Guest Article: How Little Data Is Making a Big Impact

Leveraging detailed transaction information, dealmakers may be able to mitigate the unpredictability of future cash flows, says BKDís Patrick Gilbert

Lower borrowing costs, more aggressive lending and excess cash continue to prolong the elevated valuations of middle- and lower-middle-market companies.† The sustained higher prices have created a fiercely competitive buying market and upset the balance between acceptable risk and return. As a result, many investors still find themselves sidelined—unable to justify returns necessary for the risk profile.

But for investors willing to look beyond multiples to a business’s underlying profitability drivers for value, there is a way to navigate the competitive landscape and compensate for higher valuations at an acceptable risk. The way forward is to leverage “little data,” which can reduce the uncertainty of future financial performance through better understanding of a company’s profit-mix dynamics.

What Is Little Data?

You’ve likely heard the enthusiastic promises of Big Data.† You may have tuned them out. †That’s because Big Data—which relies on the accumulation and processing of large, complex data sets from sources outside the target company—is impractical for many middle- and lower middle-market deals.

Yet unlike Big Data, little data is the lowest level of transaction data from within the target company. It is the detailed transaction information that lives deep in the databases of the target’s information system.† It can include financial, sales order, purchase order, production, logistics or other data that the target may not have the skill or understanding to mine itself.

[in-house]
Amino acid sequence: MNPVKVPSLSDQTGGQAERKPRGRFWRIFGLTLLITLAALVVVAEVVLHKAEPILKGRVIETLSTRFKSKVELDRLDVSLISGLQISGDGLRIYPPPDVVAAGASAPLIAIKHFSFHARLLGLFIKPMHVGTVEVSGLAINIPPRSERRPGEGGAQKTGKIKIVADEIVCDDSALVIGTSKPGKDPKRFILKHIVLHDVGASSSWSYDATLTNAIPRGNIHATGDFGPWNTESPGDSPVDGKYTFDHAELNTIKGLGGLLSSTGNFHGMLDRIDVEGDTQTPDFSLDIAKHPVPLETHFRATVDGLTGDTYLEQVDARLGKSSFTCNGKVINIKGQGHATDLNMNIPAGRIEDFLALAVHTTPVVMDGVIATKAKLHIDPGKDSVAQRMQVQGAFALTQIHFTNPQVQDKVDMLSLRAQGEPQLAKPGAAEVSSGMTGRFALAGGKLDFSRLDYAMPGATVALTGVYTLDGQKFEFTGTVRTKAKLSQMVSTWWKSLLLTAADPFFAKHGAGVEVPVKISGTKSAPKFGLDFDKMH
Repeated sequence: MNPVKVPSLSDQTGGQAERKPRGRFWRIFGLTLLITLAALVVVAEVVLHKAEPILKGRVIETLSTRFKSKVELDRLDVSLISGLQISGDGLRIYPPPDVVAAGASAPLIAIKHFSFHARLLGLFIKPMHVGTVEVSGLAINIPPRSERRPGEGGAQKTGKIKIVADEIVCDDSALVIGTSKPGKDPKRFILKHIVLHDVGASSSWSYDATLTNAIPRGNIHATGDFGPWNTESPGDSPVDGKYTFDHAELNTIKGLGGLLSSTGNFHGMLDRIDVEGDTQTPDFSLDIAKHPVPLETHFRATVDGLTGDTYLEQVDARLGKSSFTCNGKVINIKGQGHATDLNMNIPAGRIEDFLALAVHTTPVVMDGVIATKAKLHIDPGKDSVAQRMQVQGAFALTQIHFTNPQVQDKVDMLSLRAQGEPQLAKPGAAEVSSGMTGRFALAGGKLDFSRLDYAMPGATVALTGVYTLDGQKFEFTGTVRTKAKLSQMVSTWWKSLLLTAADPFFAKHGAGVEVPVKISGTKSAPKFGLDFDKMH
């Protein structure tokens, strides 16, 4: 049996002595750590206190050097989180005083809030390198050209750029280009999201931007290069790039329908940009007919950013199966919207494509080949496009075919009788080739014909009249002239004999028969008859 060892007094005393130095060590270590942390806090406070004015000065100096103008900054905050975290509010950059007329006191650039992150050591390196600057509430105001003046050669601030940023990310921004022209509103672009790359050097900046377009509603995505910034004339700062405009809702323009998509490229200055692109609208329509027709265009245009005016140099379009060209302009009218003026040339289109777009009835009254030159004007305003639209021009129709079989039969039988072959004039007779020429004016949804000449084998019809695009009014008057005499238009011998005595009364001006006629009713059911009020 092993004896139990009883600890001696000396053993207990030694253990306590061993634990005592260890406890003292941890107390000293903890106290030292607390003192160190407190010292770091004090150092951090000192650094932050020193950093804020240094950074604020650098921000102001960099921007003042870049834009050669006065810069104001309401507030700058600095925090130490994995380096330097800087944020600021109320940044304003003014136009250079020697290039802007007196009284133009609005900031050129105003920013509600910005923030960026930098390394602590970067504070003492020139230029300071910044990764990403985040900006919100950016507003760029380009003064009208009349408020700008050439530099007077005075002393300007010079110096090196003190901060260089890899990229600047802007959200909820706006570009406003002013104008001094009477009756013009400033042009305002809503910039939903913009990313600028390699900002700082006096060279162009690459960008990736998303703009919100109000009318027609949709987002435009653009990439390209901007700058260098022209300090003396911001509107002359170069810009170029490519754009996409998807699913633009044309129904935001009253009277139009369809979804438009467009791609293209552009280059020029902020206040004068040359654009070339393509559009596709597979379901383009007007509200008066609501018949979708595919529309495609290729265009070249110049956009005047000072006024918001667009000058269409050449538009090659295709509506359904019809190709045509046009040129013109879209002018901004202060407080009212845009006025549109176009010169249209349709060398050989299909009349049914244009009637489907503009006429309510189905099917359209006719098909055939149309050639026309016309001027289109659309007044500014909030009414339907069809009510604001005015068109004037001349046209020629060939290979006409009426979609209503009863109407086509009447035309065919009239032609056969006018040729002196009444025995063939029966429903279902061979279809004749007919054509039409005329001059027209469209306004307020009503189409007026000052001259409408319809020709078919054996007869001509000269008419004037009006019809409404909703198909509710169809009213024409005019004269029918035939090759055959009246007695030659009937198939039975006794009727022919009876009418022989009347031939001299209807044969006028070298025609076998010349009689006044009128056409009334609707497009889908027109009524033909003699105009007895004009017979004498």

Leveraging the power of little data can increase investors’ understanding of their investment beyond that of the seller—and in some cases can even reset an investor’s demand for acceptable risk and return.

The Case for Little Data

Consider how each investment includes certain levels of both systematic and nonsystematic risk.† We’ll define systematic risk as the external risk associated with future cash flows, affected by the general market risk relevant to the target. In contrast, nonsystematic risk is the internal risk associated with future cash flows, affected by the company’s specific risks.

While it’s difficult to reduce systematic risk because of unforeseen market conditions outside an investor’s control, it’s possible to reduce a certain amount of nonsystematic risk—the risk posed by the target’s product mix and individual product contribution margin. Nonsystematic risk can be reduced only if an investor better understands what drives future Ebitda variability.†

The two largest unknown dynamics affecting Ebitda variability are the impact of changing volume and mix.† Since overall volume depends on numerous variables, including outside factors such as market conditions and competition, quantifying the impact of volume variation across a changing mix is difficult. However, if profit-mix dynamics were known, then profitability could more easily be quantified even with changes to volume.

But in middle- and lower-middle-market companies, a company’s profit mix dynamic is often unknown for several reasons, including incomplete data or systems, poor reporting or even an uninformed management team. The challenge is how to navigate these obstacles within the short time frame of exclusivity, often with limited access to the acquisition target.

A Four-Step Process

In order to overcome these obstacles and effectively leverage little data to make more of the company’s profit mix dynamic known, investors should consider a four-step process.